In an age of Instagram domination, the need for a website has become debatable. After all, content on your website won’t get shared, right? Wrong.
We caught up with Stephen O’Reilly and Tom Burris, Director and Head of Digital respectively at ie:music (the music management masterminds behind artists including Robbie Williams and Cher Lloyd) to find out why it’s still necessary to have a website on top of your social media output, and that's whether you’re just starting out or a fully developed artist.
Keep control of your brand
“A website can be a key core part of the artist’s online brand and identity,” explains Stephen. “I think it’s important to have your own domain that you own and you control and it’s also an important destination for fans to explore your world if they want to explore your world.”
Having all your events, merch, content, new releases, socials and updates will mean it’s easier for fans and those wanting to work with you to find what they’re looking for.
Being in charge of your own website also means that you’re in control when things go awry.
“Having your own website for the long term, registering your own domain, and being in the driving seat with it is incredibly important because we’ve had all sorts of issues in the past where agencies, labels (sometimes ex-boyfriends) bought the original domain,” Tom tells us.
“When they don’t transfer ownership of the domain, you lose the website, the domain expires and then you lose it entirely. Then you have to register a brand new domain and tell fans what your new website is, so we’d always advise the artist gets that domain from the very beginning.”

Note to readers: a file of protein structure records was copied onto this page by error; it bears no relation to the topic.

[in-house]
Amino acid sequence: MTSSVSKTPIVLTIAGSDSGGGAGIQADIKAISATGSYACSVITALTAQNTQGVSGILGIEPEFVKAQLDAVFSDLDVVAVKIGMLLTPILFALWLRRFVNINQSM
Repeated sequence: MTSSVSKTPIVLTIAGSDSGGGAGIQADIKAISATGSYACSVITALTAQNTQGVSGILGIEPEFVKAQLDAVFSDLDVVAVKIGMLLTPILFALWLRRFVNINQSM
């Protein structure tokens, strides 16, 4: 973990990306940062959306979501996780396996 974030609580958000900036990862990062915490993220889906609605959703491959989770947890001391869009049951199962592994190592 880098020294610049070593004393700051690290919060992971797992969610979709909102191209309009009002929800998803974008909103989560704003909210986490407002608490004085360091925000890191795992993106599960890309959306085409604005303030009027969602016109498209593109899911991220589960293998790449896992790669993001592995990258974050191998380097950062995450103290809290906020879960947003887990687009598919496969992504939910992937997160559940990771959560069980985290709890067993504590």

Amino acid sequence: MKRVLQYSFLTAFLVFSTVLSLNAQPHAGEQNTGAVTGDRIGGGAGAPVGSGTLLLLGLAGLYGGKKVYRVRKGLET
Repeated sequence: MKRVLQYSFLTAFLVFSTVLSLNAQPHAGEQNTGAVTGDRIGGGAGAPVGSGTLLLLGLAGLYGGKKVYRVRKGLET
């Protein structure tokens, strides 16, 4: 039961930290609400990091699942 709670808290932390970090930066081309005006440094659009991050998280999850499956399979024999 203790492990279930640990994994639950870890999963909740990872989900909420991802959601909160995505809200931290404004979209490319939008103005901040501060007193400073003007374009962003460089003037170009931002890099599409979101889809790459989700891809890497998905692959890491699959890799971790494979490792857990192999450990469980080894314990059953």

“There’s no excuses your website can’t be kept up to date,” Stephen is quick to acknowledge the simplicity of building your own site these days.
“You can plugin your Instagram for images and Songkick for gig dates, you can use widgets that keep it up to date and I think websites start at no cost to fifty to a hundred quid a year for a beautiful template on Squarespace or other basic template platforms.” If you get stuck, you can always hire a developer or friend to help but generally, they also build from templates.
Tom agrees, explaining that having less on your website is truly more. “I’m not a big fan of the massively overdone website unless you’re a heritage artist like Robbie Williams or something like that, where you’ve got this fanbase that you’ve nurtured for decades and may kind of expect that bigger experience but generally, keep it visual and to the point, you probably want only 3 or 4 pages max.”
From a creative's perspective, when it comes to those legacy and headline artists, Tristan of Tristan Palmer Studio, who combines art direction, brand identity design, and website development for music industry clients said:
"A great website can really help elevate an artist (or label) by creating an immersive experiential digital home for fans to engage with content, history, and inspiration. The kind of content which is not available anywhere else is what really creates value for any fan."
"From a marketing standpoint, that value can be leveraged to drive longer-term fan engagement, increase merchandise sales, and help labels and management to really understand their audiences through data collected."